Staff Size: 25?50 people
Pro Tip: Allow at least 2?3 hours, but don't try to do everything on your first visit.
Handicap Accessible: Yes
Parking: Parking lot
Most Popular Attraction/Offering: 125+ exhibits, it's hard to pick one
Recommended Age Group: All Ages
What is one fun, unusual fact about your business?
The Montshire is a 100-acre science center delighting visitors of all ages with diverse exhibits and programs.
Apart from your business's main attraction, do you offer any "hidden" services or activities that visitors are always delighted to learn about?
Andy's Place is a special area for children five and under and the museum store is full of carefully selected gifts, books, puzzles, and toys.
No matter what direction their houses might actually be facing, most of the roofs in the United States point toward Slate Valley, a 24-mile-long stretch between New York and Vermont. That region not only produces most of the nation's roofing slate, but also has an intricate history that reaches all the way back to the 1800s.
Eye Catcher: a worn-down and beat-up 1951 LJT Mack Truck, which once hauled finished slate?and then blocks and rubbish?for the Tatko Bros. Slate Company
Emerson Umbrella Center for the Arts began as a high school. Built in 1929, the town's first steel-beamed building was filled with bright young minds for more than half a century. But when the school outgrew its building, it moved, and set the stage for for the structure's second life. Emerson Umbrella's group of founding volunteers created a community-arts center that saved the building from demolition while also sticking to its original spirit, ensuring it be used for education. Today, owned by the town and managed by Emerson Umbrella, the center hosts studio space for more than 50 artists, workshops and classes for kids and grown-ups, a performance space for arts events of all disciplines, and just as many standardized biology tests.
Baby goats and calves lounge on straw in a petting zoo while wolves and black bears frolic just yards away. It's not a radical experiment in natural selection, though; it's just part of the varied attractions at Charmingfare Farm. After taking in the entire zoo?from pigs to camels?guests can avail themselves of such diversions as trail rides atop one of the farm's friendly horses. Horse-drawn hayrides and sleigh ride socials culminate in a stop at a roaring bonfire where guests can cook all the hotdogs and 'smores they've captured in the wild.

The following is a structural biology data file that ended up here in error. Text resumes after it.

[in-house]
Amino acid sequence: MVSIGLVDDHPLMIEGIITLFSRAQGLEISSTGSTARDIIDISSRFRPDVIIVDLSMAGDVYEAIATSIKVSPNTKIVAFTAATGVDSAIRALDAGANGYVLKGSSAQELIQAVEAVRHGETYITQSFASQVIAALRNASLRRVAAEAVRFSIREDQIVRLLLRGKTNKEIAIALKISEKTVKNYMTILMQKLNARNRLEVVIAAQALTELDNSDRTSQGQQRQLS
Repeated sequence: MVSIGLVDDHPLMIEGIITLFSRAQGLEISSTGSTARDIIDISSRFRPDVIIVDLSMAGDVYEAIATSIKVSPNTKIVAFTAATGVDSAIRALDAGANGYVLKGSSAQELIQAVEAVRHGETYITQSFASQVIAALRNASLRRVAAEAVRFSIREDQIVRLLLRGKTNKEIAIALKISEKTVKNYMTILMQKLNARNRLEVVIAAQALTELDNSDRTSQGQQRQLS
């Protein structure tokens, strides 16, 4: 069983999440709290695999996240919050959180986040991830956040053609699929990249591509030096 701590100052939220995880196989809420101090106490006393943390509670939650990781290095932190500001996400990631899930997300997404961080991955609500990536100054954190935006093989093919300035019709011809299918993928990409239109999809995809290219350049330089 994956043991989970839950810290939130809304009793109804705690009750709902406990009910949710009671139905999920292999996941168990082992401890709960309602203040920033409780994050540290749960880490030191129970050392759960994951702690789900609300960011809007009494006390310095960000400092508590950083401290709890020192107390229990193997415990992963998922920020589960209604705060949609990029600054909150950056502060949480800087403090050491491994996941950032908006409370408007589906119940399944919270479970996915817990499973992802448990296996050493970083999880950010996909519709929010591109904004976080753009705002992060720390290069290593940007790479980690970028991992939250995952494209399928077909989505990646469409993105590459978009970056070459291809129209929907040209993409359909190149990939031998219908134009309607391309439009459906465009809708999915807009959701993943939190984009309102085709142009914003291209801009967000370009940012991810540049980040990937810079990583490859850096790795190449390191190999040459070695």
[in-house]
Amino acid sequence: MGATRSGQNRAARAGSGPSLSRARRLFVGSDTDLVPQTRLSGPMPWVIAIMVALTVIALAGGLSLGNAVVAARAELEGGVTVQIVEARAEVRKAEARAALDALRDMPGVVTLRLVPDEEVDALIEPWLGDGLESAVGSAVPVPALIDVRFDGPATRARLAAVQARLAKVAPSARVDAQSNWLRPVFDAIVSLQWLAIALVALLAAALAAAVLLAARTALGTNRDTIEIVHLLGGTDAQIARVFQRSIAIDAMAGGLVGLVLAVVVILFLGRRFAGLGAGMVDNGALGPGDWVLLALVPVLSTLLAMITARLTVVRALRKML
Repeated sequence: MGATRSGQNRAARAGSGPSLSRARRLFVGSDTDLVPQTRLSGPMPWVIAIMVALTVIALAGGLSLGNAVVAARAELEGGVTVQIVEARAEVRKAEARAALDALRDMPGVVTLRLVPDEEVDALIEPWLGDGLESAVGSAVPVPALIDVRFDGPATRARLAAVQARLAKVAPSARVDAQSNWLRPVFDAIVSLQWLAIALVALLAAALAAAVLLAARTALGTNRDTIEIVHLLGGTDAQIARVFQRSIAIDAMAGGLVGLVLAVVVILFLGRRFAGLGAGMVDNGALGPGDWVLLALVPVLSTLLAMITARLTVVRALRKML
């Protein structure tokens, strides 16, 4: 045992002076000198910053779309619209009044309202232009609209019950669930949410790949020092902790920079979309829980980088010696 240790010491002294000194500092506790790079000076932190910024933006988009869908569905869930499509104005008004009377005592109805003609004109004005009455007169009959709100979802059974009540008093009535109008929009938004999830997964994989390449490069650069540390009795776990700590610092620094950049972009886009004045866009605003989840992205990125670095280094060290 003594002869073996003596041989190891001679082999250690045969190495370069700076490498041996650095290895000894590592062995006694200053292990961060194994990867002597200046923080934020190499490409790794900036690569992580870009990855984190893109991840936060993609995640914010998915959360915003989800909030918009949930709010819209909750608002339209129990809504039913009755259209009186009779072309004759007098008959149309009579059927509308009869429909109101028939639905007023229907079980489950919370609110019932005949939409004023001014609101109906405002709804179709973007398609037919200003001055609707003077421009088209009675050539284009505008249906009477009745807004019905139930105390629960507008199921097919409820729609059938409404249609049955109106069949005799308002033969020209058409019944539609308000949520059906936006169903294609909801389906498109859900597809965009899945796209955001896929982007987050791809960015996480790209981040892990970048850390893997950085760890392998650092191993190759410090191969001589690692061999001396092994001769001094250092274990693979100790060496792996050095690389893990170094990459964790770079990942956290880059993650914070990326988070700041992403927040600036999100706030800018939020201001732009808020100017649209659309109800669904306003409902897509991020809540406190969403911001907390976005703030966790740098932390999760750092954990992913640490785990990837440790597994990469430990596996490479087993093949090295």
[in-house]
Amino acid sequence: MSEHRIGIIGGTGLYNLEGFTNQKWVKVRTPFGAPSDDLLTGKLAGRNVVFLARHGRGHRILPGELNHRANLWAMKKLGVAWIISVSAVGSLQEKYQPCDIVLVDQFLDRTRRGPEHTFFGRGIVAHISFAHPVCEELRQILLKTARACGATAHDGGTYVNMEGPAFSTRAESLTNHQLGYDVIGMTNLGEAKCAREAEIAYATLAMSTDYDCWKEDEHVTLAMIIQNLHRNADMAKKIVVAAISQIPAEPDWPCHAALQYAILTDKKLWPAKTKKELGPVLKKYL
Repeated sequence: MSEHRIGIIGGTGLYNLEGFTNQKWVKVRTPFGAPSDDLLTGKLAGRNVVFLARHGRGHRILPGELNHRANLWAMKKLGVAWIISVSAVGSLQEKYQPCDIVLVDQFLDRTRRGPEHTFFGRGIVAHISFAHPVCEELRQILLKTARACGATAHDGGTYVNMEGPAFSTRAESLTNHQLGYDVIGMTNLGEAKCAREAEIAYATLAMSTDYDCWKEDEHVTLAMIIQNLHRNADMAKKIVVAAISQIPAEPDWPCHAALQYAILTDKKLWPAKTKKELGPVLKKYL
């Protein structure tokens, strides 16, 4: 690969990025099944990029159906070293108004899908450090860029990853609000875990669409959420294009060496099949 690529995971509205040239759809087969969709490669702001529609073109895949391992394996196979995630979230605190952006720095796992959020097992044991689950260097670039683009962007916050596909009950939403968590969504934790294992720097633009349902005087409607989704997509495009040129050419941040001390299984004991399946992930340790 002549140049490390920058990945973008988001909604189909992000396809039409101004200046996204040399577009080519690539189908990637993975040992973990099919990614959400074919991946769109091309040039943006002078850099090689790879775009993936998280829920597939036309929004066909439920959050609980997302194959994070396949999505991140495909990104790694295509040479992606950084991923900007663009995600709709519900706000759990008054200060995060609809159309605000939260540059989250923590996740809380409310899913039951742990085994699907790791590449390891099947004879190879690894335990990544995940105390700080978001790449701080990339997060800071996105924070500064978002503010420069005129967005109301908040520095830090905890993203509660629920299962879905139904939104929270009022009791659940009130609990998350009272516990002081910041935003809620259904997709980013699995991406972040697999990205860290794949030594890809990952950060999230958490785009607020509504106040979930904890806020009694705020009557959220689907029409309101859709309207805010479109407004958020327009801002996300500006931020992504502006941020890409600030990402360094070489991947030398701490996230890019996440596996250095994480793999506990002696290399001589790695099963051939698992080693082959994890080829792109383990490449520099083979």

Whitewater Challengers' certified guides steer paddlers as young as 5 across the skipping surf of the Poconos’ Lehigh River Gorge, the Black River Canyon, and the Adirondacks’ Hudson, Moose, and Salmon rivers. In the rafting industry since 1975, the guides have collectively traveled more than 16 million miles of rapids. They chart courses that satisfy a range of experience levels, from beginning jaunts down gentle rapids to advanced battles through coursing foam and wicked currents.
The crew’s ultimate goal is to make rafting a fun adventure, which means that they take care of the business end, providing all safety equipment, transportation to launch points, and lessons for novices. When not on the water, the outdoors-loving crew also organizes mountain-biking and camping trips in New York, Pennsylvania, and New Jersey.
The story of the United States Navy begins on Lake Champlain. The year was 1776, and the fledgling American Revolution seemed doomed to failure almost before it began after a naval retreat to the town known today as Whitehall, New York. Then the Continental Congress issued a command on June 17 of 1776 "to build, with all expedition, as many galleys and armed vessels as ... shall be sufficient to make us indisputably masters of the lakes Champlain and George." By August, eight new gunboats were afloat on the lake—just in time to face the British in the Battle of Valcour.
That story and hundreds more come to life in the Lake Champlain Maritime Museum's collection of more than 15,000 artifacts, images, and documents. Visitors can marvel at the massive 10' x 8' rudder of the steamboat Champlain II, and explore her shipwreck in real time using a remote-operated vehicle. In the Hazelett Watercraft Center, the 111-year-old ice yacht Storm King towers over 90 dugouts, bark canoes, kayaks, rowing skiffs, and sailboats. But the core of the museum is the Key to Liberty exhibit, where visitors can read eyewitness accounts of the Battle of Valcour and marvel at a 9-foot scale model of a gunboat. On fair days, the full-size gunboat replica Philadelphia II sets sail, giving passengers a glimpse of a distant era without the bother of going though a time machine broker first.